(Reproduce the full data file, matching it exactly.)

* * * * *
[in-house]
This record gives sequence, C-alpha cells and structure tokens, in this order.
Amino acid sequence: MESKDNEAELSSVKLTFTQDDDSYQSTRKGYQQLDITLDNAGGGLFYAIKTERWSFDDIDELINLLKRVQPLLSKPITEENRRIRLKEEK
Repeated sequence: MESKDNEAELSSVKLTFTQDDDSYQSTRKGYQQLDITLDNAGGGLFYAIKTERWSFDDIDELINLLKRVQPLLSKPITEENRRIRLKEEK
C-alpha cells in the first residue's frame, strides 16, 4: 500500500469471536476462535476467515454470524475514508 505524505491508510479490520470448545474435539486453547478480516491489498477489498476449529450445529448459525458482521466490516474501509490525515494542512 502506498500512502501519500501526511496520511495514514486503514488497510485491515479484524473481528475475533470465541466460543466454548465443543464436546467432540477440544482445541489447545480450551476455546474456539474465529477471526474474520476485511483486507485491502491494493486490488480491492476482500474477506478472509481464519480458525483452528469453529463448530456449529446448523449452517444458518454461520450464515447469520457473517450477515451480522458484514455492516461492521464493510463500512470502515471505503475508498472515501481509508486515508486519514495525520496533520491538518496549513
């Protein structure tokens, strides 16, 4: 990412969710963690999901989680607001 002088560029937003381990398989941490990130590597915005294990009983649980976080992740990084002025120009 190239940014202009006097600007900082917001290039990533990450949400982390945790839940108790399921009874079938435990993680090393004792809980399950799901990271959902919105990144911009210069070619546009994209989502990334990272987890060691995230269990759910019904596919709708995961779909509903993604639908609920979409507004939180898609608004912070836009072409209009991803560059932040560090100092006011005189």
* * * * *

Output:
[in-house]
This record gives sequence, C-alpha cells and structure tokens, in this order.
Amino acid sequence: MESKDNEAELSSVKLTFTQDDDSYQSTRKGYQQLDITLDNAGGGLFYAIKTERWSFDDIDELINLLKRVQPLLSKPITEENRRIRLKEEK
Repeated sequence: MESKDNEAELSSVKLTFTQDDDSYQSTRKGYQQLDITLDNAGGGLFYAIKTERWSFDDIDELINLLKRVQPLLSKPITEENRRIRLKEEK
C-alpha cells in the first residue's frame, strides 16, 4: 500500500469471536476462535476467515454470524475514508 505524505491508510479490520470448545474435539486453547478480516491489498477489498476449529450445529448459525458482521466490516474501509490525515494542512 502506498500512502501519500501526511496520511495514514486503514488497510485491515479484524473481528475475533470465541466460543466454548465443543464436546467432540477440544482445541489447545480450551476455546474456539474465529477471526474474520476485511483486507485491502491494493486490488480491492476482500474477506478472509481464519480458525483452528469453529463448530456449529446448523449452517444458518454461520450464515447469520457473517450477515451480522458484514455492516461492521464493510463500512470502515471505503475508498472515501481509508486515508486519514495525520496533520491538518496549513
């Protein structure tokens, strides 16, 4: 990412969710963690999901989680607001 002088560029937003381990398989941490990130590597915005294990009983649980976080992740990084002025120009 190239940014202009006097600007900082917001290039990533990450949400982390945790839940108790399921009874079938435990993680090393004792809980399950799901990271959902919105990144911009210069070619546009994209989502990334990272987890060691995230269990759910019904596919709708995961779909509903993604639908609920979409507004939180898609608004912070836009072409209009991803560059932040560090100092006011005189």